I first came across this voting in the 2010 midterms. I went into it thinking that I would research the candidates and choose whoever I thought would best represent my views. I ended up voting straight Democrat, which wasn’t big surprise, but it did get me thinking. Who the candidates are exactly, only mattered on the margins. More important was what there positions were. Which is driven by who has a voice within the party.
As the three articles say, candidates don’t exist in a vacuum.
I’m actually okay with bringing in business leaders being brought in to run non-business institutions, since they may actually be good leaders. Bringing in business leaders simply for the sake of running non-businesses as businesses seems dubious at best.
For as much as this has been described as “remarkable” and “unprecedented,” I can’t help but see it as the microcosm of a dynamic playing out in our politics and across our public institutions. The constant denigration of government and public service, coupled with the often unjustified veneration of business, has led to a world where successful capitalists are privileged in all discussions. In an earlier time, we understood that the values and priorities of the market weren’t universally applicable; of course you wouldn’t run a university like a business. It has different goals, serves different constituencies, and more important, has a broad obligation to serve the public.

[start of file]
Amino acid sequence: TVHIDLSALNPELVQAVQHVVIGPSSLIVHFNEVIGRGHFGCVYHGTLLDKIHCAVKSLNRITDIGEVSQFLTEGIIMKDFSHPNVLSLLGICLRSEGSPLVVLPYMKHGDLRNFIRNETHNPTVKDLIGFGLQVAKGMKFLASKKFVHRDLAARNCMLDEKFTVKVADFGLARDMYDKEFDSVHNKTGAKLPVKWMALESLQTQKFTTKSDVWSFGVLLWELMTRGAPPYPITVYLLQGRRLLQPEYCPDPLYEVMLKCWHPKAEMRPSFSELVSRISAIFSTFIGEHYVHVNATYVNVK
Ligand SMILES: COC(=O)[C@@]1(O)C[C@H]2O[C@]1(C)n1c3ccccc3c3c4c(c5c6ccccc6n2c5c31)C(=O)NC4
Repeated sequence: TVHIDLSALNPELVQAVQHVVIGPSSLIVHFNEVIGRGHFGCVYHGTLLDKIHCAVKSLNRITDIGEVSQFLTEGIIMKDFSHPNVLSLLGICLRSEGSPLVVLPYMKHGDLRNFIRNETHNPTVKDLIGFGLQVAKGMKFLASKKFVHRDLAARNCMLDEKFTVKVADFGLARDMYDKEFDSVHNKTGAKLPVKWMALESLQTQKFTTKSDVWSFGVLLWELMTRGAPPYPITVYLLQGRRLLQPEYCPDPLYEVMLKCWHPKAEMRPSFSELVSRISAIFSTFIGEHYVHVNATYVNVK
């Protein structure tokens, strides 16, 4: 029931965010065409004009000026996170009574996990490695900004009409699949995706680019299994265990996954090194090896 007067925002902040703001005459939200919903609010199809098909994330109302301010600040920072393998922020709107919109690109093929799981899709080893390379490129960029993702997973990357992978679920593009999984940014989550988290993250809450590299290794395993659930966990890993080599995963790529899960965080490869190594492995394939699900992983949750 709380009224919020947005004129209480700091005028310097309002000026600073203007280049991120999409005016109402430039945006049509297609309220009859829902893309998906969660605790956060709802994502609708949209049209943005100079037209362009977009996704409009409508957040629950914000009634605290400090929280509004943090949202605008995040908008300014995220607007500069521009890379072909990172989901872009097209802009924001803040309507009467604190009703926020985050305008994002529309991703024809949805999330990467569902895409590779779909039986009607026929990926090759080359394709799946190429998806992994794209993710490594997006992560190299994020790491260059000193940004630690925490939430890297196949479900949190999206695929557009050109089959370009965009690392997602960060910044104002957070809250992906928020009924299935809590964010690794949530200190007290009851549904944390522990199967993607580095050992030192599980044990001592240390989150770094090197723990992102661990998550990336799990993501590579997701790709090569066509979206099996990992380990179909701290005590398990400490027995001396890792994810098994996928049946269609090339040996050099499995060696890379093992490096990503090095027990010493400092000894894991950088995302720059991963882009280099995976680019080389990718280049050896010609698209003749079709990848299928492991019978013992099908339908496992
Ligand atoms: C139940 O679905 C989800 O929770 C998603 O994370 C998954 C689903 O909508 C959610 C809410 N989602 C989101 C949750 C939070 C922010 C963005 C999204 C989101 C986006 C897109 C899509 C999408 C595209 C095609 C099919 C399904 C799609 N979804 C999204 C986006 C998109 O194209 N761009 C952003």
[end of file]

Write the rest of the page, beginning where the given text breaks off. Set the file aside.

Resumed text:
An excellent piece, looking at life right on the poverty line:
When nearly everyone in the county is poor, the distinction between have and have-not becomes meaningless. There are have-very-little’s, but even they wouldn’t always call themselves poor. Neither would the Christians. As far as Sue was concerned, “poor” was the word for giving up.
And luck (or bad timing or chance or whatever) as always plays a role:
Like many of America’s poor, the Christians had a few tantalizingly good years that set a standard of living they struggle to maintain during the bad ones. What they hadn’t known, of course, when they made the decision for Sue to go to college was that the global economy was about to collapse and J.C.’s work was about to dry up.